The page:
During our visits, he would take us hiking and point out the more hidden aspects of the desert and the natural world that seemed so foreign to suburban children.  At night, he would tell stories of the West and always regale us with the timeless classic of an Indian brave named Falling Rock who had disappeared trying to warn his people against the gathering threat of soldiers and the encroaching tide of pioneers.  The story always concluded with Rising Star, the Navajo chief and father of Falling Rock, consenting to the Army to peacefully lead his people to a life on the reservation in exchange for help finding his lost beloved son.  “That is why you will always see signs that say, ‘ Watch for Falling Rock’, he would conclude – allowing the weight of the night and the unsolved mystery of a boy swallowed up by history to settle on our narrow shoulders.

Over the years, the LA train deposited fewer boys on that summer green platform.  Finally, there came a day when no boy wanted to spend a “boring” week in the hot desert with an old man and his dog.  When he died, it seemed like some ancient tie had been severed.

As the years carved lines onto our faces, my three brothers and I went the way of men and built our own lives, allowing obligations and temporal commitments to eclipse the sage scented memories of four squinting, crew-cut boys standing next to a man with a hiking stick and a white and brown dog.

My brothers and I intuitively understand that we are bonded by a thousand invisible sinews forged during those summers of diving into an ice cold canyon creek, dodging cholla and cactus across a blazing hot broken field of rocks looking for arrowheads or sitting silent bathed in the glow of a twilight fire. Those strands stretch across a thousand miles of ribboned interstate and time. We remain mirrors of one another but we are each painted with a slightly different mix of colors from a palette of sunshine yellow 60’s, brown and orange shag 70’s, chrome and silver 80’s and black and blue 90’s.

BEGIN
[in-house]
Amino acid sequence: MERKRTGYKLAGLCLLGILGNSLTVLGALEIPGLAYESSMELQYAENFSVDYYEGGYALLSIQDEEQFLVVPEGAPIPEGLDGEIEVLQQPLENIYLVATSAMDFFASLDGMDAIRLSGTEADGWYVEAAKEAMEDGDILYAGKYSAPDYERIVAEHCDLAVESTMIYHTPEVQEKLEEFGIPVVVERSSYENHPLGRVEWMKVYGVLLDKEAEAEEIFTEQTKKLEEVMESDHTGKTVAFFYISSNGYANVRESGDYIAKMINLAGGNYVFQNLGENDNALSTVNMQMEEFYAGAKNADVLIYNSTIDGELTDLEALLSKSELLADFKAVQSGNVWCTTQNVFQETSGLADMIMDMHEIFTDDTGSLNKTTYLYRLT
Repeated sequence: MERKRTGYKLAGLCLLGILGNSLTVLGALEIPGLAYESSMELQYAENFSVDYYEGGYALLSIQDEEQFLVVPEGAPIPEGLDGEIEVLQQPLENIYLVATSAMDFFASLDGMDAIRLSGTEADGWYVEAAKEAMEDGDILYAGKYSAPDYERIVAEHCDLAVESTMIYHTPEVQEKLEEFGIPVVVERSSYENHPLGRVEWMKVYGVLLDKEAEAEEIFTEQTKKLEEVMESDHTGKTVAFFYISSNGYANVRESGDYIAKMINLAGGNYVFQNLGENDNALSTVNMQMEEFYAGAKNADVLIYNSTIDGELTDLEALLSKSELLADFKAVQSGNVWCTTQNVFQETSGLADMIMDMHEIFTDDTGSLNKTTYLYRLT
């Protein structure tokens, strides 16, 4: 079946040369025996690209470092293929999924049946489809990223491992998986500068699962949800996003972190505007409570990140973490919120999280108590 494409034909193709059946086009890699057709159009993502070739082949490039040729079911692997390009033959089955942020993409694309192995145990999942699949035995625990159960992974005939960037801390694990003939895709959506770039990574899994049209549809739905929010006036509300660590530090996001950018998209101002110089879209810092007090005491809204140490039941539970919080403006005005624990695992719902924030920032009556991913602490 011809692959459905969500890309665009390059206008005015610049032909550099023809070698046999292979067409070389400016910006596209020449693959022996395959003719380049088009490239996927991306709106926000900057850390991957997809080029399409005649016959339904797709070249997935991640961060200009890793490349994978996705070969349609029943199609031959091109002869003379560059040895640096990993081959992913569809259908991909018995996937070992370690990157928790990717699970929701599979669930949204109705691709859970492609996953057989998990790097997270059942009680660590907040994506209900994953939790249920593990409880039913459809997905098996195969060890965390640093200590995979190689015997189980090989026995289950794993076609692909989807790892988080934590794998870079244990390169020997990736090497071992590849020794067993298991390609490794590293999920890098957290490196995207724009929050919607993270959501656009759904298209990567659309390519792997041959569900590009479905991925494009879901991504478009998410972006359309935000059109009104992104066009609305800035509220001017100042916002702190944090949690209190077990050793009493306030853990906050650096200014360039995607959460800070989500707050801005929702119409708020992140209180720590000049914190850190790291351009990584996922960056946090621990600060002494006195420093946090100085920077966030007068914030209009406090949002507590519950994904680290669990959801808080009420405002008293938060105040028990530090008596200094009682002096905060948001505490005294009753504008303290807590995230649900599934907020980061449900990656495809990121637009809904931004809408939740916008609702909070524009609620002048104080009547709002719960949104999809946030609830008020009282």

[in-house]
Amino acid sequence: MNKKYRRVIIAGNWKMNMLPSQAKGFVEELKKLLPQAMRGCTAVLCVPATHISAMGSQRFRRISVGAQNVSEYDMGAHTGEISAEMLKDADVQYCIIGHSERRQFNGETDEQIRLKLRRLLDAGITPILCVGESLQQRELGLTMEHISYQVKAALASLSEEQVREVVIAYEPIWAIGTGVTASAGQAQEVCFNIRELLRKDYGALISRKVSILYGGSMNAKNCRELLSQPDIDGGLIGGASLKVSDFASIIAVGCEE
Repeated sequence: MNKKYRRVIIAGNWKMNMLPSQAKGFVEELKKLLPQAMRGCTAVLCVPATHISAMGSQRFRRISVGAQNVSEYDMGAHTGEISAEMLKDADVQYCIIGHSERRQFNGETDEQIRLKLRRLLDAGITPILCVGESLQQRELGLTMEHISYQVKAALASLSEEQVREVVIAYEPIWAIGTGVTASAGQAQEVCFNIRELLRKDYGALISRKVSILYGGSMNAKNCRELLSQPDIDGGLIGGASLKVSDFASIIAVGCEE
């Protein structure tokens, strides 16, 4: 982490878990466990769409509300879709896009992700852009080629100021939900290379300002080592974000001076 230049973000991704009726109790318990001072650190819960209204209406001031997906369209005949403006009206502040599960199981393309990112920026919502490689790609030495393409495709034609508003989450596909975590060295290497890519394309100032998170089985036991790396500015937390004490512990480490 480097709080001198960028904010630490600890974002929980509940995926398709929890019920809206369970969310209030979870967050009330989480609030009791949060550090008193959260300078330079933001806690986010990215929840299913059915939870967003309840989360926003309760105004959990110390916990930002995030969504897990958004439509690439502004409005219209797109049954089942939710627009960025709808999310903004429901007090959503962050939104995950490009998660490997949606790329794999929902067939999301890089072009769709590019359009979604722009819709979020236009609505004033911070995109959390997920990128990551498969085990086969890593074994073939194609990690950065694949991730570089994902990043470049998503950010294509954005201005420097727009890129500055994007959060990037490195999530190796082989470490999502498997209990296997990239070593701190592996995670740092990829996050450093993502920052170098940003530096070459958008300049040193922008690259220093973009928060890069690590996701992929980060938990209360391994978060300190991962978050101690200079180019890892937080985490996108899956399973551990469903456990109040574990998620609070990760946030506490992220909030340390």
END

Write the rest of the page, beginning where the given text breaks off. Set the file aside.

We are a genetic collision of German resoluteness, Irish mischievousness, English hooliganism and French elan. We were pounded in the same blacksmith’s forge, alloys created out of a firebrand conservative and a new age free spirit. Over time, the boys that had once scoured the mountainsides for Falling Rock and marveled at the mysteries of great lightening storms and ancient tribes – lost their sense of wonder. As Kurt Vonnegut once lamented,” We do, diddly do, what we must, middly must, until we bust, bodily bust.”

We now only see one another when life crushes one of us with an unforeseen landslide. We gather at odd, unpredictable times, rarely achieving a quorum for a dinner or lunch –separated by miles and our own dreams. To find ourselves together unobscured by the shadow of a funeral, crisis or life milestone is a rare and fragrant moment as fleeting as a night blooming cirrus.